This need a bold answer, and your attempt to defend isn't helping promote safety.


    .....If working with LOR or Renard is only privy to those with a 7 year degree in Electrical Engineering, we'd all still be running Home Depot lights.
    What was the point of this statement.....or was it just to berate me?
    Last edited by mrGrumpy; 01-12-2017 at 12:55 PM.
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  13. #19
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    Default Re: DC power plugs & jacks - suitable for use with AC power or no?

    Quote Originally Posted by mrGrumpy View Post
    .....he/she was clearly told, by several, they were unsafe, but he/she challenged those folks advising him and said "PROVE IT"
    And what's wrong with asking people to back up their statements?

    I don't think we have to try and raise Scoobysnacks. That's his parents jobs.

    He's not saying: "I'm definitely going to do this for sure and the hell with anybody trying to stop me, and then I'm going to break into your kids school and change all of the plugs to this as well!" - but somehow people feel the need to treat him that way.

    It seems to be a trend on this board (and Aus Christmas) to really treat someone like a child when they even dare ask questions about A/C safety. I've been a target of that myself as well.


    Quote Originally Posted by mrGrumpy View Post
    What was the point of this statement.....or was it just to berate me?
    Because of your hypothesis:
    "Those who can't immediately see why this plug shouldn't be used for 120VAC, shouldn't be DIYing in this hobby"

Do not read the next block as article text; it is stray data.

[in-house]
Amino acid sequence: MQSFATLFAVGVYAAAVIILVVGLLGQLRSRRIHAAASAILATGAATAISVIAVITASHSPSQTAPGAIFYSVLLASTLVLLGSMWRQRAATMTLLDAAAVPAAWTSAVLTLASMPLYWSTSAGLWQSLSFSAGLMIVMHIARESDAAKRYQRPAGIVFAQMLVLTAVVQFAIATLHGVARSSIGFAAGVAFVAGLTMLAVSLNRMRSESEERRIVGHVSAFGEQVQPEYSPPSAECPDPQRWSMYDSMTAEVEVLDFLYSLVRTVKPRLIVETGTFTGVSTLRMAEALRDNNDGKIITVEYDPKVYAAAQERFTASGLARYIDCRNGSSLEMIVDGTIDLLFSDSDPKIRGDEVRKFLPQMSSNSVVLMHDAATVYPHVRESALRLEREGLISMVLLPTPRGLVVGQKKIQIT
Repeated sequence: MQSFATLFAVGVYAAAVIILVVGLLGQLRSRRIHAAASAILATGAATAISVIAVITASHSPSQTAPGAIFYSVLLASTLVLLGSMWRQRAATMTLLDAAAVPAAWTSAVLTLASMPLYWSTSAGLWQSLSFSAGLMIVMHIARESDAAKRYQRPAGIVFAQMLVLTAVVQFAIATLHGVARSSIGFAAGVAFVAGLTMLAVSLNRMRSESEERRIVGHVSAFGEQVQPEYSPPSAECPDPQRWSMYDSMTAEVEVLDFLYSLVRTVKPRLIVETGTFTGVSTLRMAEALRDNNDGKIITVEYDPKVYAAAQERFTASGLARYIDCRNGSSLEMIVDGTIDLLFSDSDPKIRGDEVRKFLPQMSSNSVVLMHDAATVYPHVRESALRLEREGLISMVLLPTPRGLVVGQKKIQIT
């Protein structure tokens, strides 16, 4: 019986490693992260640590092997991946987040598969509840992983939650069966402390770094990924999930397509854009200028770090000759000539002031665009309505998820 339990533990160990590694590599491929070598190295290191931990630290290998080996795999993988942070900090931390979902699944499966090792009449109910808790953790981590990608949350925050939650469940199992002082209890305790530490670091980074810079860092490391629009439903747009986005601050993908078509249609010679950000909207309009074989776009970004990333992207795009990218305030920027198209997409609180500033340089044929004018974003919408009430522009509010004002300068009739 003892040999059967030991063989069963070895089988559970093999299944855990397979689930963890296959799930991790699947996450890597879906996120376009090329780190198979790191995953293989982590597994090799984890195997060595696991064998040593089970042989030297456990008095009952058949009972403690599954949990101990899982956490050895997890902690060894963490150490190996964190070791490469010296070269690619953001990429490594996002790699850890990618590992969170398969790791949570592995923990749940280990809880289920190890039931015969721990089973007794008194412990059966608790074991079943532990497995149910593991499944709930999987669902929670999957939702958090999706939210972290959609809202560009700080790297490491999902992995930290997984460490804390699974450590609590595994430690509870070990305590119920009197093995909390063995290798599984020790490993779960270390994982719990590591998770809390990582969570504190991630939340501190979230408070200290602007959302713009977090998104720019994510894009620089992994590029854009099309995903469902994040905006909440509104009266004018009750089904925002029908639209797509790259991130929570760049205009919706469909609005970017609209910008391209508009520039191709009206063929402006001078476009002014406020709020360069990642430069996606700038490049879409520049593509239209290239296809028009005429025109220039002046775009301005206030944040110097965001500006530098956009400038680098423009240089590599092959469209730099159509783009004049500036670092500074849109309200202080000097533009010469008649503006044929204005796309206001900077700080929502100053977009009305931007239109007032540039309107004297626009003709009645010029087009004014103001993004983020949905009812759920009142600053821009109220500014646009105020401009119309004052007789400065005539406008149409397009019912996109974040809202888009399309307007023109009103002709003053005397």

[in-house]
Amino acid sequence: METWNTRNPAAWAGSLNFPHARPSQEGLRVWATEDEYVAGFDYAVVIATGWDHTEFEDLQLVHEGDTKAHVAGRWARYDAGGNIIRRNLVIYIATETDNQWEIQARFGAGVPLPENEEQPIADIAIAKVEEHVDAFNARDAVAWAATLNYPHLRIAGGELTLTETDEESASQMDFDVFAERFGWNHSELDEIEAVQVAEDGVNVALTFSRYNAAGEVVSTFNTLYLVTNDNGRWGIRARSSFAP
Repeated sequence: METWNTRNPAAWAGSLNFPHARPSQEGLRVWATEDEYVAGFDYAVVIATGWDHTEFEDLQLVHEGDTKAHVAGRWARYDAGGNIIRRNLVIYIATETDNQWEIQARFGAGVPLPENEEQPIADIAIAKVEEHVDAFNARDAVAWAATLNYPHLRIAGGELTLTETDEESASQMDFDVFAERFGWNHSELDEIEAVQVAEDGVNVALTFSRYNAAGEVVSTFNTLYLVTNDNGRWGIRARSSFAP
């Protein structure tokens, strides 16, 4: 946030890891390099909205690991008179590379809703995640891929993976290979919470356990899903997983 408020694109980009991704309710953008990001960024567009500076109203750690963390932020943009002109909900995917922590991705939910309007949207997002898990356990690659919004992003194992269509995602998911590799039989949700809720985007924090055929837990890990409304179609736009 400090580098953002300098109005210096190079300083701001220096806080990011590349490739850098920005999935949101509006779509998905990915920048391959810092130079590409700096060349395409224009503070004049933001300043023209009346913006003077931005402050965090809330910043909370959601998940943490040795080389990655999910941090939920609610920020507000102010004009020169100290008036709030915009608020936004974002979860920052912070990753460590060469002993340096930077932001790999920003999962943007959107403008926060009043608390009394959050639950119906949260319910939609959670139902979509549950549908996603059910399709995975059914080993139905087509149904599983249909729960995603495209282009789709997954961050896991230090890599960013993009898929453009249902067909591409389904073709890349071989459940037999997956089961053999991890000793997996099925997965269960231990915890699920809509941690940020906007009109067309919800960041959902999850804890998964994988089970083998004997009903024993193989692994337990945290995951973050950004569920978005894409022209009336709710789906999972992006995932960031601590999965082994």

To really know all of the technical details of what type of conductors and insulators should be used how far apart and how they need to be constructed is not trivial. I certainly can't see it immediately. Other than "that's what the label says" can we really back it up with any kinds of specific facts that this is electrically unsafe?

    I won't personally do it because it's too prone to an easy mistake, and it's likely not to be safe, but that's not the same as saying that for sure it's electrically unsafe.
    Last edited by deonb; 01-12-2017 at 02:30 PM.
    2016: 21500 pixels, 24 E682's. 6 A/C with 2 LOR
    2015: 7500 pixels, 11 E682's. 35 A/C with 3 LOR
    ...
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  14. #20
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    Default Re: DC power plugs & jacks - suitable for use with AC power or no?

    Maybe I'm have too much experience in the field, but I can see exposed 120V on either plug or socket. Hell with any specifications.